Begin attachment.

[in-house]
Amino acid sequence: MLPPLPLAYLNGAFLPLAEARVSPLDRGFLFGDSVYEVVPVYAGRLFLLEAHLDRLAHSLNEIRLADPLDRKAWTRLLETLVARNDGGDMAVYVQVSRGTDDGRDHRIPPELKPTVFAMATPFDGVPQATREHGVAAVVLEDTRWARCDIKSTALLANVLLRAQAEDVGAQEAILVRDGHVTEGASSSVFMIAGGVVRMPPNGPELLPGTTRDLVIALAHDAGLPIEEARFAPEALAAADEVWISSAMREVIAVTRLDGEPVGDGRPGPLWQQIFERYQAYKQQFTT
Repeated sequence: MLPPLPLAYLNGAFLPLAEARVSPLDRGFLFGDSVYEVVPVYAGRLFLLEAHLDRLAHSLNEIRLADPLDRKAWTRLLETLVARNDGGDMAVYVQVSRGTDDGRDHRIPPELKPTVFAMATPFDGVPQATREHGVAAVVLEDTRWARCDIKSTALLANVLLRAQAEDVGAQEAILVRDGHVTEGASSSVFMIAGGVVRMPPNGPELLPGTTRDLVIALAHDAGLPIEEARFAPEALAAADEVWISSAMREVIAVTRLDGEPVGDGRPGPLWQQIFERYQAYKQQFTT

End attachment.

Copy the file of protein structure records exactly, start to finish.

[in-house]
Amino acid sequence: MLPPLPLAYLNGAFLPLAEARVSPLDRGFLFGDSVYEVVPVYAGRLFLLEAHLDRLAHSLNEIRLADPLDRKAWTRLLETLVARNDGGDMAVYVQVSRGTDDGRDHRIPPELKPTVFAMATPFDGVPQATREHGVAAVVLEDTRWARCDIKSTALLANVLLRAQAEDVGAQEAILVRDGHVTEGASSSVFMIAGGVVRMPPNGPELLPGTTRDLVIALAHDAGLPIEEARFAPEALAAADEVWISSAMREVIAVTRLDGEPVGDGRPGPLWQQIFERYQAYKQQFTT
Repeated sequence: MLPPLPLAYLNGAFLPLAEARVSPLDRGFLFGDSVYEVVPVYAGRLFLLEAHLDRLAHSLNEIRLADPLDRKAWTRLLETLVARNDGGDMAVYVQVSRGTDDGRDHRIPPELKPTVFAMATPFDGVPQATREHGVAAVVLEDTRWARCDIKSTALLANVLLRAQAEDVGAQEAILVRDGHVTEGASSSVFMIAGGVVRMPPNGPELLPGTTRDLVIALAHDAGLPIEEARFAPEALAAADEVWISSAMREVIAVTRLDGEPVGDGRPGPLWQQIFERYQAYKQQFTT